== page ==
Depending on the time of day and the bus you get on, they will likely offer you some low-cost tours to La Bufadora, a blowhole and tourist attraction located on the Punta Banda Peninsula in Baja California, Mexico, about 17 miles south of Ensenada. Also offered is a Tequila tasting tour where they take you to a distillery which offers tours and tastings. We have done both of these tours and really enjoyed them both. You can find the in-dept review for La Bufadora below. . If you haven’t been to Mexico before, the sales tactics can be a bit aggressive, so I suggest reading the reviews below which have some strategies to help you navigate that situation as a sight impaired person.

La Bufadora an Accessible review

Homeward Bound

The ship will depart Ensenada around dinnertime, and it is always fun to watch the captain navigate the area out to open sea while you enjoy a leisurely dinner. Ask ahead for a window seat if it is available. The following morning, you will arrive back at Port Los Angeles and wait for your rooms to be called to disembark the ship.

You have a couple choices with your luggage on the last night of the journey. You can place it outside your cabin door and they will pick it up and bring it ashore for you or you can deal with it yourself. This is good and bad because getting off the ship can be a crowded and shuffling affair and having to drag your bags along with you can be a hassle. If you choose to have them take your bags off the boat for you, then you will be required to retrieve them before heading through customs. They are usually well organized by floor number, but if you can’t see then there is little signage leading you to the area your bags are located. This is aperfect opportunity to ask for help but be patient because the crew are busy getting the ship unloaded and redied for the next group of passengers. Even though it is a hassle, I usually opt to keep my bags and shuttle them down myself when we are back in port. Wait times for elevators can be long and if you pack heavy dragging those bags down the stairs can be tough so decide appropriately.

Pro Tip: If you opt to have the crew deal with your bags make sure that you have everything you need with you for the morning. I usually pack a small bag to keep toiletries, a change of clothes, medications and other essentials with me.

Guide Dogs

For the most part, when you bring a service dog onboard a cruise ship the staff will give you access to a relieving area with a box full of faux grass mulch or woodchips. This is a pretty tough skill to train your guide dog, other than ensuring they are willing to go wherever they need to go including concrete and asphalt. Keep in mind that the space is limited on a cruise ship and you will need to devise a plan to allow your guide to stretch their legs. I took mine on walks up and down the stairs and around the pool deck area. But as mentioned do be careful of the numerous hazards around. If you would like more information about bringing your guide dog onboard a cruise ship check the link below. My article covers all the basics and even information about the documentation needed for bringing your guide onshore in places like Mexico. Check out our ultimate guide to cruising with a guide dog below for lots more information.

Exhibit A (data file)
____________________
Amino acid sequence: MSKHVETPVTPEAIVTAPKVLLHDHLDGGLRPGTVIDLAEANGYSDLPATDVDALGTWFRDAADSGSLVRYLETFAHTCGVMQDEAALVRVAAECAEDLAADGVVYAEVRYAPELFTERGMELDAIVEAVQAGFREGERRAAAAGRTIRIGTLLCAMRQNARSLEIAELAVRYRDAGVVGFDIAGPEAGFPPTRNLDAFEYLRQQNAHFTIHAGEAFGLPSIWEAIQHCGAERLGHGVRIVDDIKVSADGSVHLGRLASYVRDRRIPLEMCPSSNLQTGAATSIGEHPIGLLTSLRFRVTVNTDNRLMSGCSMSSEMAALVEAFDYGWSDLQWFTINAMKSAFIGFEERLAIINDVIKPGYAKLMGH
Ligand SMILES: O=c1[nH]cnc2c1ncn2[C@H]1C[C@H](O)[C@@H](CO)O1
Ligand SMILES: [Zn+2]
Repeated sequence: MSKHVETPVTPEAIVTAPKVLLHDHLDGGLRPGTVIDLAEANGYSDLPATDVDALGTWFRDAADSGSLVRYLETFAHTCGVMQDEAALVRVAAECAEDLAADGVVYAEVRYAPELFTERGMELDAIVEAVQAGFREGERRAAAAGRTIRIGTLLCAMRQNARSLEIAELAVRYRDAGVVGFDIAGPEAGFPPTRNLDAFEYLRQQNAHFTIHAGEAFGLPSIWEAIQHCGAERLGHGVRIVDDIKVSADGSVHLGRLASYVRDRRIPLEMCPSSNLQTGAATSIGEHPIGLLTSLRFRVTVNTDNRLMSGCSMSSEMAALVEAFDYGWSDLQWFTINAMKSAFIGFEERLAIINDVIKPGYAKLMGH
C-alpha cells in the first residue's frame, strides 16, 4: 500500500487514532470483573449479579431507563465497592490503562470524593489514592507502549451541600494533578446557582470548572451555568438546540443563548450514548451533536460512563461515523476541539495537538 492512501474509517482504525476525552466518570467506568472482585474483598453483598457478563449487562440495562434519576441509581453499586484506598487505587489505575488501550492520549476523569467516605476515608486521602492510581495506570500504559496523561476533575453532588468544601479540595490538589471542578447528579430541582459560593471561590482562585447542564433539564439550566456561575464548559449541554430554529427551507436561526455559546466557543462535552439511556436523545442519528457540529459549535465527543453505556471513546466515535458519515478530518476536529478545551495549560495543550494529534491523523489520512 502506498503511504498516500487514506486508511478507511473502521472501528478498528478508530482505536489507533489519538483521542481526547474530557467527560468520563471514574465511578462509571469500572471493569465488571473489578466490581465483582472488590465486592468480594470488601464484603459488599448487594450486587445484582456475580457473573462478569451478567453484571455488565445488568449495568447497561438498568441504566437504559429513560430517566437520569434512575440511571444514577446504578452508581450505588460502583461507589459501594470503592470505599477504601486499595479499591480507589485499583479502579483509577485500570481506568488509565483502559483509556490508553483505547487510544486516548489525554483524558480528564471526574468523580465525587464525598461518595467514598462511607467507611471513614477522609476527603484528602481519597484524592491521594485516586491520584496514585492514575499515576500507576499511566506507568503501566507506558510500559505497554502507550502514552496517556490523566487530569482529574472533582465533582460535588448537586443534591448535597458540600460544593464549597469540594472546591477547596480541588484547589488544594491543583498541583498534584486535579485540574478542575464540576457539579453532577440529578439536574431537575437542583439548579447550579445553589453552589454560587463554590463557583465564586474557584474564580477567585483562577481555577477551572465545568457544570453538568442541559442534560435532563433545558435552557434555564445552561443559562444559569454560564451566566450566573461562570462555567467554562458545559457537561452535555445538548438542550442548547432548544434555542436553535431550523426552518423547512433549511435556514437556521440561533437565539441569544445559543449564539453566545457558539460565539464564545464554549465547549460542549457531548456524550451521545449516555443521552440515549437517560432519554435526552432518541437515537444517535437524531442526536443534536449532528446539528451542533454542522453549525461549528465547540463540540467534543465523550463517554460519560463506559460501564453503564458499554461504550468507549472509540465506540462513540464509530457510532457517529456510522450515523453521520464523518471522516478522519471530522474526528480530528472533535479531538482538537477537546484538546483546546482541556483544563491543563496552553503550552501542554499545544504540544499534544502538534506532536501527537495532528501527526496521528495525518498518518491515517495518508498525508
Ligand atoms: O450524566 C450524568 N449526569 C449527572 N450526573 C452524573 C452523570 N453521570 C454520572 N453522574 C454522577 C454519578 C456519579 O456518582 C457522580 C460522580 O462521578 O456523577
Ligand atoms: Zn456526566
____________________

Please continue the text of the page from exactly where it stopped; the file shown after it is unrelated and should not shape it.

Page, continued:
Ultimate guide to cruising with Guide Dogs


What do you think? Have you been on a cruise? Were you able to navigate the ship effectively? Drop me a message and let me know about your experience. Make sure to include the cruise line, itinerary and cruise length.  If you have any questions or would like to connect, feel free to drop me a message at the contact page here or on social media at the links below.

“Traveling, without sight, is an extraordinary journey of exploration. In the quiet footsteps and whispered winds, you discover a world painted in sensations—the warmth of sun-kissed stones, the rhythm of bustling streets, and the symphony of unfamiliar voices. Each tactile map, each shared laughter, becomes a constellation of memories etched upon your soul. In the vastness of the unknown, you find not darkness, but a canvas waiting for your touch—a masterpiece woven from courage, resilience, and the sheer wonder of exploration.” – Ted Tahquechi

About the author

Ted Tahquechi is a blind photographer, travel influencer, disability advocate and photo educator based in Denver, Colorado. You can see more of Ted’s work at

Ted operates Blind Travels, a travel blog designed specifically to empower blind and visually impaired travelers.

Ted’s body-positive Landscapes of the Body project has been shown all over the world, learn more about this intriguing collection of photographic work at:

 Questions or comments? Feel free to email Ted at: